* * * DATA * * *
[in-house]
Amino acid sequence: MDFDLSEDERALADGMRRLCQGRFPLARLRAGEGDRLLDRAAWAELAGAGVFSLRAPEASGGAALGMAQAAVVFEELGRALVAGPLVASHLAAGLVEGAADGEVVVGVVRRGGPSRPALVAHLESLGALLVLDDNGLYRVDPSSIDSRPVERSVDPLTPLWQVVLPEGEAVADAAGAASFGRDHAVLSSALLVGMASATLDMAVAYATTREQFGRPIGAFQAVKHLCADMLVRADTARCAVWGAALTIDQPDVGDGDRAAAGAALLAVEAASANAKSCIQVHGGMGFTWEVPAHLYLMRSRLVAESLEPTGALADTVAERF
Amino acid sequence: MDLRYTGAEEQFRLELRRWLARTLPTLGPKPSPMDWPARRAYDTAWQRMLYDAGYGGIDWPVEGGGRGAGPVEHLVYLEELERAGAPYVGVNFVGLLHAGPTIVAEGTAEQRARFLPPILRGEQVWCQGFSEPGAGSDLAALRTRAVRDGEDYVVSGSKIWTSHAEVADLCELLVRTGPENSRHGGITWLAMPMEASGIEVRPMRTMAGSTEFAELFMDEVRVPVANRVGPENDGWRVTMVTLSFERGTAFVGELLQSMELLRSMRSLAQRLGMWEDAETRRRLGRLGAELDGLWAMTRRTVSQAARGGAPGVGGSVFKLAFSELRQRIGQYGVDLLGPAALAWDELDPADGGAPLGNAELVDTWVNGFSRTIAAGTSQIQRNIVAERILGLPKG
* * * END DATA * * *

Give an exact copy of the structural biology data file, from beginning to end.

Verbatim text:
[in-house]
Amino acid sequence: MDFDLSEDERALADGMRRLCQGRFPLARLRAGEGDRLLDRAAWAELAGAGVFSLRAPEASGGAALGMAQAAVVFEELGRALVAGPLVASHLAAGLVEGAADGEVVVGVVRRGGPSRPALVAHLESLGALLVLDDNGLYRVDPSSIDSRPVERSVDPLTPLWQVVLPEGEAVADAAGAASFGRDHAVLSSALLVGMASATLDMAVAYATTREQFGRPIGAFQAVKHLCADMLVRADTARCAVWGAALTIDQPDVGDGDRAAAGAALLAVEAASANAKSCIQVHGGMGFTWEVPAHLYLMRSRLVAESLEPTGALADTVAERF
Amino acid sequence: MDLRYTGAEEQFRLELRRWLARTLPTLGPKPSPMDWPARRAYDTAWQRMLYDAGYGGIDWPVEGGGRGAGPVEHLVYLEELERAGAPYVGVNFVGLLHAGPTIVAEGTAEQRARFLPPILRGEQVWCQGFSEPGAGSDLAALRTRAVRDGEDYVVSGSKIWTSHAEVADLCELLVRTGPENSRHGGITWLAMPMEASGIEVRPMRTMAGSTEFAELFMDEVRVPVANRVGPENDGWRVTMVTLSFERGTAFVGELLQSMELLRSMRSLAQRLGMWEDAETRRRLGRLGAELDGLWAMTRRTVSQAARGGAPGVGGSVFKLAFSELRQRIGQYGVDLLGPAALAWDELDPADGGAPLGNAELVDTWVNGFSRTIAAGTSQIQRNIVAERILGLPKG